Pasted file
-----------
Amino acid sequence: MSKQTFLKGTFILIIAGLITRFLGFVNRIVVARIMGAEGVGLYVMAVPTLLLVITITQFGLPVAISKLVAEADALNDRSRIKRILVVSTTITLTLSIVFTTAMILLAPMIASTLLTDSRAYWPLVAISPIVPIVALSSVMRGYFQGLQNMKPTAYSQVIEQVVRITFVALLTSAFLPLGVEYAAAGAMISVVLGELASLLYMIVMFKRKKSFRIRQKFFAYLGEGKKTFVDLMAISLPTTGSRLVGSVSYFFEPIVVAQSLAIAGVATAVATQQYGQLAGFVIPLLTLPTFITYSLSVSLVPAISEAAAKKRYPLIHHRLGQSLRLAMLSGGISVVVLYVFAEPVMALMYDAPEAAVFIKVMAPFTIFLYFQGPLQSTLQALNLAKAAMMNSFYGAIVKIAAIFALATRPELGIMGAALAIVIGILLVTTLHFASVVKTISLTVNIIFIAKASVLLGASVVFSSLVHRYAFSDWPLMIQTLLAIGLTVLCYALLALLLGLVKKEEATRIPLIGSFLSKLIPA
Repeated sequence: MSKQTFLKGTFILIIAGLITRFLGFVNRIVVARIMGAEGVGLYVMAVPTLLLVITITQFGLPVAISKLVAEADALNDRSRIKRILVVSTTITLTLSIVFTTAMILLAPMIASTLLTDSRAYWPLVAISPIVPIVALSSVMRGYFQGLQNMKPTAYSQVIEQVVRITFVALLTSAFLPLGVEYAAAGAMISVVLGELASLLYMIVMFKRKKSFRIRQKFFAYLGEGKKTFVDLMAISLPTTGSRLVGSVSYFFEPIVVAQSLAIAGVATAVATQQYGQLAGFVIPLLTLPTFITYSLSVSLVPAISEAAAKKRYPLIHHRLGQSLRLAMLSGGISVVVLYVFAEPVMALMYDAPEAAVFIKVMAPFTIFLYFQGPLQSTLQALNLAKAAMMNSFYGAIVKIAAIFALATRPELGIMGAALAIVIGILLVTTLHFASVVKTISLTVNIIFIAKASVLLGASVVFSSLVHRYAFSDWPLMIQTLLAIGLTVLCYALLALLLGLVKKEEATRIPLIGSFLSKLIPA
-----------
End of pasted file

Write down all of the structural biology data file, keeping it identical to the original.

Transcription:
Amino acid sequence: MSKQTFLKGTFILIIAGLITRFLGFVNRIVVARIMGAEGVGLYVMAVPTLLLVITITQFGLPVAISKLVAEADALNDRSRIKRILVVSTTITLTLSIVFTTAMILLAPMIASTLLTDSRAYWPLVAISPIVPIVALSSVMRGYFQGLQNMKPTAYSQVIEQVVRITFVALLTSAFLPLGVEYAAAGAMISVVLGELASLLYMIVMFKRKKSFRIRQKFFAYLGEGKKTFVDLMAISLPTTGSRLVGSVSYFFEPIVVAQSLAIAGVATAVATQQYGQLAGFVIPLLTLPTFITYSLSVSLVPAISEAAAKKRYPLIHHRLGQSLRLAMLSGGISVVVLYVFAEPVMALMYDAPEAAVFIKVMAPFTIFLYFQGPLQSTLQALNLAKAAMMNSFYGAIVKIAAIFALATRPELGIMGAALAIVIGILLVTTLHFASVVKTISLTVNIIFIAKASVLLGASVVFSSLVHRYAFSDWPLMIQTLLAIGLTVLCYALLALLLGLVKKEEATRIPLIGSFLSKLIPA
Repeated sequence: MSKQTFLKGTFILIIAGLITRFLGFVNRIVVARIMGAEGVGLYVMAVPTLLLVITITQFGLPVAISKLVAEADALNDRSRIKRILVVSTTITLTLSIVFTTAMILLAPMIASTLLTDSRAYWPLVAISPIVPIVALSSVMRGYFQGLQNMKPTAYSQVIEQVVRITFVALLTSAFLPLGVEYAAAGAMISVVLGELASLLYMIVMFKRKKSFRIRQKFFAYLGEGKKTFVDLMAISLPTTGSRLVGSVSYFFEPIVVAQSLAIAGVATAVATQQYGQLAGFVIPLLTLPTFITYSLSVSLVPAISEAAAKKRYPLIHHRLGQSLRLAMLSGGISVVVLYVFAEPVMALMYDAPEAAVFIKVMAPFTIFLYFQGPLQSTLQALNLAKAAMMNSFYGAIVKIAAIFALATRPELGIMGAALAIVIGILLVTTLHFASVVKTISLTVNIIFIAKASVLLGASVVFSSLVHRYAFSDWPLMIQTLLAIGLTVLCYALLALLLGLVKKEEATRIPLIGSFLSKLIPA